• Leverage page caching as much as possible.

We like to use TinyPNG, a great (and free!) resource, to compress images for the web.
 

Example #8: Choose the Right Font

A/B testing a simple font change for Click Laboratory led to a 133% increase in conversion rate:
 

A change so simple can make a huge difference.

A change so simple can make a huge difference. – image source

 
While serif type is more readable on print, sans-serif fonts are usually easier to read on screens. Serif works great on landing pages, however, especially for large bodies of text.

You can use serif and sans-serif typefaces depending on your target audience as well. Sans-serif typefaces tend to appeal to younger, tech-savvy crowds, while serif typefaces appeal to more mature audiences.
 

Here’s a great example for typography on a landing page from our very own designer, Cody Chase.

Here’s a great example of typography on a landing page from KlientBoost designer Cody Chase. – image source

 

Example #9: Include Relevant Qualifying Questions in Your Form

When we changed an offer for our legal practice management software client, we found that we didn’t need to ask for as much personal information. By offering a free whitepaper instead of a free consultation, we could engage more leads by asking to contact them via email, which visitors through the conversion funnel more effectively.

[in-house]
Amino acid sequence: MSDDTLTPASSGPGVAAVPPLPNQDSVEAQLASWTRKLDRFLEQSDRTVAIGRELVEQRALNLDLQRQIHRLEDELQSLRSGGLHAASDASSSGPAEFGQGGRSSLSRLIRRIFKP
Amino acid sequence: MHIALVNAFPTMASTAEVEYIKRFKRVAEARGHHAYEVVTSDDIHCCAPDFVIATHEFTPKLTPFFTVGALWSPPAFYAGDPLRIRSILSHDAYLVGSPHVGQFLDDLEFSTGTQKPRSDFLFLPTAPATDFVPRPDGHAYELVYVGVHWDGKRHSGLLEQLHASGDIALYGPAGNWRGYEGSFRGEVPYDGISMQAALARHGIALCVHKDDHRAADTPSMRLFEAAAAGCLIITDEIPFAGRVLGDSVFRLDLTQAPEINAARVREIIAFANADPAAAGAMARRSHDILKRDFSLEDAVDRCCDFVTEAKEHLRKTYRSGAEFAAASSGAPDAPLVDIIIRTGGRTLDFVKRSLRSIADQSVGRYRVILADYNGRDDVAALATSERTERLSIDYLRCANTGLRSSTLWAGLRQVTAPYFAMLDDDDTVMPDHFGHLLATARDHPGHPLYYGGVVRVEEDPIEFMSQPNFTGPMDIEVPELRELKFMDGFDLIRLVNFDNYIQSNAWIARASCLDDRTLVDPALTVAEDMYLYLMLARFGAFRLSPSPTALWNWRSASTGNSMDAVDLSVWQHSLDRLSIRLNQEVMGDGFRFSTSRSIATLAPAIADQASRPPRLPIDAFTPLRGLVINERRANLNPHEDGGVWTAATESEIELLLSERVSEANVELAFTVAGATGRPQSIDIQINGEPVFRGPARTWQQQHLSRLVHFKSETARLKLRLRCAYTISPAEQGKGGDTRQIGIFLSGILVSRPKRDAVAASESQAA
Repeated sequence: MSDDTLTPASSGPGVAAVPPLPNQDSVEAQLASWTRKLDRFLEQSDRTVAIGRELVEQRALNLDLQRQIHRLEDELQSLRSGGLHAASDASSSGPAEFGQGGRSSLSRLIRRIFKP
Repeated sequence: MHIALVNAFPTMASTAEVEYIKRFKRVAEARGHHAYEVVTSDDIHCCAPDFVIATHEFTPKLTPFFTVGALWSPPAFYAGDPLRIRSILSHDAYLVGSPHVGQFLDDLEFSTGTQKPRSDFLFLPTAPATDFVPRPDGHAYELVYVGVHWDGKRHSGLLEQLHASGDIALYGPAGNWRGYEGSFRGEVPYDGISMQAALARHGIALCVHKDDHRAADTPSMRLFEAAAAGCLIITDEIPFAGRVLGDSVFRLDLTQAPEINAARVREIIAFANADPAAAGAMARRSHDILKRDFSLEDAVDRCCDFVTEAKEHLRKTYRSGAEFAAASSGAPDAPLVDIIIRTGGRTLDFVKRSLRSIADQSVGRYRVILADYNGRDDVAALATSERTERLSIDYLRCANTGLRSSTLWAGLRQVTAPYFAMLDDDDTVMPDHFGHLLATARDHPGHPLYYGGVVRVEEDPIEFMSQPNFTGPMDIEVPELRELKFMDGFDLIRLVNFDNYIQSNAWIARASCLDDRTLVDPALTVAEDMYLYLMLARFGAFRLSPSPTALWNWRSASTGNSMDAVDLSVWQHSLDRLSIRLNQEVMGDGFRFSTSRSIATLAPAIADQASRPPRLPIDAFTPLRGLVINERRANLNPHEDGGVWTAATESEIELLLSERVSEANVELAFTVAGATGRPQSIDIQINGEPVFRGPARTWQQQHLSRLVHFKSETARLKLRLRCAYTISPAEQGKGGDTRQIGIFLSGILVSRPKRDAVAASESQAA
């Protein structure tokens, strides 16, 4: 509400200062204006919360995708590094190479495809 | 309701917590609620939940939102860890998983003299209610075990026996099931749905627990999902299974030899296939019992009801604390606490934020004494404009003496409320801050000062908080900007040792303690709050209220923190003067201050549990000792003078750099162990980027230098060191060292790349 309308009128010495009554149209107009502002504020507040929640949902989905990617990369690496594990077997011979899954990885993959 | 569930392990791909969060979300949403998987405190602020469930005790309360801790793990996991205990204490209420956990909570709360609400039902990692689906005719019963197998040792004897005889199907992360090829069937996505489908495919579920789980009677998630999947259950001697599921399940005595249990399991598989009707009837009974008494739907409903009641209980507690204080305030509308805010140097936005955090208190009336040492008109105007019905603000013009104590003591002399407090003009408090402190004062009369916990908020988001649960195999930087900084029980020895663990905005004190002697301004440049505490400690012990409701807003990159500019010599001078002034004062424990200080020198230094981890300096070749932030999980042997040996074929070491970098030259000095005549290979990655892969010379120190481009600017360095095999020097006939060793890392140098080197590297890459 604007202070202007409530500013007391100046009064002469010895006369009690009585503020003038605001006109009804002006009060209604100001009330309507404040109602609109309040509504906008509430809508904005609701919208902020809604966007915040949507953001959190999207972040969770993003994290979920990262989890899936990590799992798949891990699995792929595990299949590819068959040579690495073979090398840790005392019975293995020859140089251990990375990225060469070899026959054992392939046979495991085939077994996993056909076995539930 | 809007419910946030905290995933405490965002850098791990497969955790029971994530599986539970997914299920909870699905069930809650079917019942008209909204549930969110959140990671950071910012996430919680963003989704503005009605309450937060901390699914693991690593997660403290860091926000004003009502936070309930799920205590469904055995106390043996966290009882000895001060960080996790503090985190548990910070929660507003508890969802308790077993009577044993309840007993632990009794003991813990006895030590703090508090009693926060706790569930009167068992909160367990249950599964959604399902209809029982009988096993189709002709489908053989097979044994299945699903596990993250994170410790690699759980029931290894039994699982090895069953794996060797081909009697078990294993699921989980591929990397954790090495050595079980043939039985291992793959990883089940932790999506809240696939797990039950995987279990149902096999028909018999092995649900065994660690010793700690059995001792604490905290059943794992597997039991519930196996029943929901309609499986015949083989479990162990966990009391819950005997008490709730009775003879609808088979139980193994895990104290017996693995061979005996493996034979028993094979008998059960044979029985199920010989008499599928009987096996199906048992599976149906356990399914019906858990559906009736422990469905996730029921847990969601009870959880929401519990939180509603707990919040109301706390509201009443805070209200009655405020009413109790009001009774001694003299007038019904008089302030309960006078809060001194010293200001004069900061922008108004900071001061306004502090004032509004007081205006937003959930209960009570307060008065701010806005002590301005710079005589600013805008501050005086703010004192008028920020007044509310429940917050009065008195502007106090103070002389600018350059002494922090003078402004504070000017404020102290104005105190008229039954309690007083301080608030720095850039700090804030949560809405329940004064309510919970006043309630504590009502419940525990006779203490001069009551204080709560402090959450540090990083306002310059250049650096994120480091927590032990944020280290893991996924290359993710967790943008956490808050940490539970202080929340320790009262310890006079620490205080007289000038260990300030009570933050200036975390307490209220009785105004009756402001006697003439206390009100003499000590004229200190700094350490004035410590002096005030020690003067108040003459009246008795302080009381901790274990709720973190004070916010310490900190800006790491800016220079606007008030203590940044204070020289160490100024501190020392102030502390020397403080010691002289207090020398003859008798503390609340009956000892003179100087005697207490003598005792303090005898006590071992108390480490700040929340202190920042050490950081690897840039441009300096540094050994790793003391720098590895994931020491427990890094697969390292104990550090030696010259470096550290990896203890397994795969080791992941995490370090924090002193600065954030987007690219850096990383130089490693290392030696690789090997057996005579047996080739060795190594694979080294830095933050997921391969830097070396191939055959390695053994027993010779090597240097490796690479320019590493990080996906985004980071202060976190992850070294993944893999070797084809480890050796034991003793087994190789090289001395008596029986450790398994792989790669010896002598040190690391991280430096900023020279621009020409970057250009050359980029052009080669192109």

We also found that asking for the company name instead of a personal phone number (a much less aggressive request) boosted conversion rates by almost 50%.
 

At first, the last field was “Phone Number”.

The last field was originally “Phone Number,” which wasn’t necessary for the offer.

 

Asking “Law Firm” made that particular field on the form much less threatening.

Asking “Law Firm” made that particular field on the form much less threatening.

 
Low intent offers for colder traffic gives you the perfect opportunity to ask them to sign up for a free consultation, demo, trial, etc., on the thank you page or even retarget them with paid search.
 

Landing Page Inspiration Example #10: Choose CTA Button Copy Wisely

Your Call-to-Action should be clear, not intimidating, and not open-ended.

Let’s say you have a lead-gen landing page where you’re trying to get consultation sign-ups. A CTA button that says “Get Custom Pricing” instead of “Get a Free Consultation” is much less intimidating and will, therefore, reduce the friction on your landing page.

For pages where you download an eBook, saying “Download My Free Guide” instead of saying “Get My Ebook” is usually much more effective.

Here are some great Calls-to-Action we use when the core offer is to get a demo:

  • See It In Action
  • Watch Now
  • See Now
  • Join Live
  • 10-Min Demo
  • Get Recording

All of these sound non-aggressive, but still get the point across.

Although it’s best to be specific with CTAs, sometimes a CTA like “Get Started” works extremely well. Adding “Get Started” CTA buttons to many of our trial landing pages has boosted conversion rates 100+ percent. We can always think outside the box with “Get Started” CTA buttons, however.
 

This is a great example of a CTA button attached to the form field.

This is a great example of a CTA button attached to the form field. – image source

 

Example #11: Match Visitor Intent

The mindset of a user when he or she enterings a keyword into the search engine is called user intent in the landing page world. To satisfy user intent, it’s important that the headline on your landing page is clear and relevant to the keyword phrase your user is searching for.